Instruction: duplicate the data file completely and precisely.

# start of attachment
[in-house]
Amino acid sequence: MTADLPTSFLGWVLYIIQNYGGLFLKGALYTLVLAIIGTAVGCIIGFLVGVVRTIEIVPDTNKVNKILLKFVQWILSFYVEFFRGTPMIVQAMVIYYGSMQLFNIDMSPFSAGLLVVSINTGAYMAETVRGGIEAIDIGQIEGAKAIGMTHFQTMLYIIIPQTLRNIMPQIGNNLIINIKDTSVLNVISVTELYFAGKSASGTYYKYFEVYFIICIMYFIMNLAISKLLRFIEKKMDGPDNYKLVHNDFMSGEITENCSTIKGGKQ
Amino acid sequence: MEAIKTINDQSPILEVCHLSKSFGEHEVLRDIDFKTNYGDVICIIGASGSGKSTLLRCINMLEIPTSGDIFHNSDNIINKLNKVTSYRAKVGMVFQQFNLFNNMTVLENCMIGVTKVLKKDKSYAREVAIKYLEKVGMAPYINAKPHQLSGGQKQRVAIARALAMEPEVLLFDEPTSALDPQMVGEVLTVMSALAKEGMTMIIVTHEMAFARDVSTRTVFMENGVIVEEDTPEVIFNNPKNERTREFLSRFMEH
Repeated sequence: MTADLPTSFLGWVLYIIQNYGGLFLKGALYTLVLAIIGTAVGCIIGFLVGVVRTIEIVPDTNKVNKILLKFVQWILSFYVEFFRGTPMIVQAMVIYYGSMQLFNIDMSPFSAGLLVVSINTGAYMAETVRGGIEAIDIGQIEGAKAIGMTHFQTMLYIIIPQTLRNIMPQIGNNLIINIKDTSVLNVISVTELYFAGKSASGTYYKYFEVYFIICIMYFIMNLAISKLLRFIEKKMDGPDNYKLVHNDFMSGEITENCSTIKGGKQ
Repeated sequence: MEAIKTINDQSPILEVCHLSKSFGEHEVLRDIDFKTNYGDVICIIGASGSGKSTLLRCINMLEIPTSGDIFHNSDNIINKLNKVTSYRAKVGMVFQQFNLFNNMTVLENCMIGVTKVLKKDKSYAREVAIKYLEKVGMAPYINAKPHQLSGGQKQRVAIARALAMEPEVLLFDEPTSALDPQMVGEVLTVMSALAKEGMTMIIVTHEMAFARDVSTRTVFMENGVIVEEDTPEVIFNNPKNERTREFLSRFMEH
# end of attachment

[in-house]
Amino acid sequence: MTADLPTSFLGWVLYIIQNYGGLFLKGALYTLVLAIIGTAVGCIIGFLVGVVRTIEIVPDTNKVNKILLKFVQWILSFYVEFFRGTPMIVQAMVIYYGSMQLFNIDMSPFSAGLLVVSINTGAYMAETVRGGIEAIDIGQIEGAKAIGMTHFQTMLYIIIPQTLRNIMPQIGNNLIINIKDTSVLNVISVTELYFAGKSASGTYYKYFEVYFIICIMYFIMNLAISKLLRFIEKKMDGPDNYKLVHNDFMSGEITENCSTIKGGKQ
Amino acid sequence: MEAIKTINDQSPILEVCHLSKSFGEHEVLRDIDFKTNYGDVICIIGASGSGKSTLLRCINMLEIPTSGDIFHNSDNIINKLNKVTSYRAKVGMVFQQFNLFNNMTVLENCMIGVTKVLKKDKSYAREVAIKYLEKVGMAPYINAKPHQLSGGQKQRVAIARALAMEPEVLLFDEPTSALDPQMVGEVLTVMSALAKEGMTMIIVTHEMAFARDVSTRTVFMENGVIVEEDTPEVIFNNPKNERTREFLSRFMEH
Repeated sequence: MTADLPTSFLGWVLYIIQNYGGLFLKGALYTLVLAIIGTAVGCIIGFLVGVVRTIEIVPDTNKVNKILLKFVQWILSFYVEFFRGTPMIVQAMVIYYGSMQLFNIDMSPFSAGLLVVSINTGAYMAETVRGGIEAIDIGQIEGAKAIGMTHFQTMLYIIIPQTLRNIMPQIGNNLIINIKDTSVLNVISVTELYFAGKSASGTYYKYFEVYFIICIMYFIMNLAISKLLRFIEKKMDGPDNYKLVHNDFMSGEITENCSTIKGGKQ
Repeated sequence: MEAIKTINDQSPILEVCHLSKSFGEHEVLRDIDFKTNYGDVICIIGASGSGKSTLLRCINMLEIPTSGDIFHNSDNIINKLNKVTSYRAKVGMVFQQFNLFNNMTVLENCMIGVTKVLKKDKSYAREVAIKYLEKVGMAPYINAKPHQLSGGQKQRVAIARALAMEPEVLLFDEPTSALDPQMVGEVLTVMSALAKEGMTMIIVTHEMAFARDVSTRTVFMENGVIVEEDTPEVIFNNPKNERTREFLSRFMEH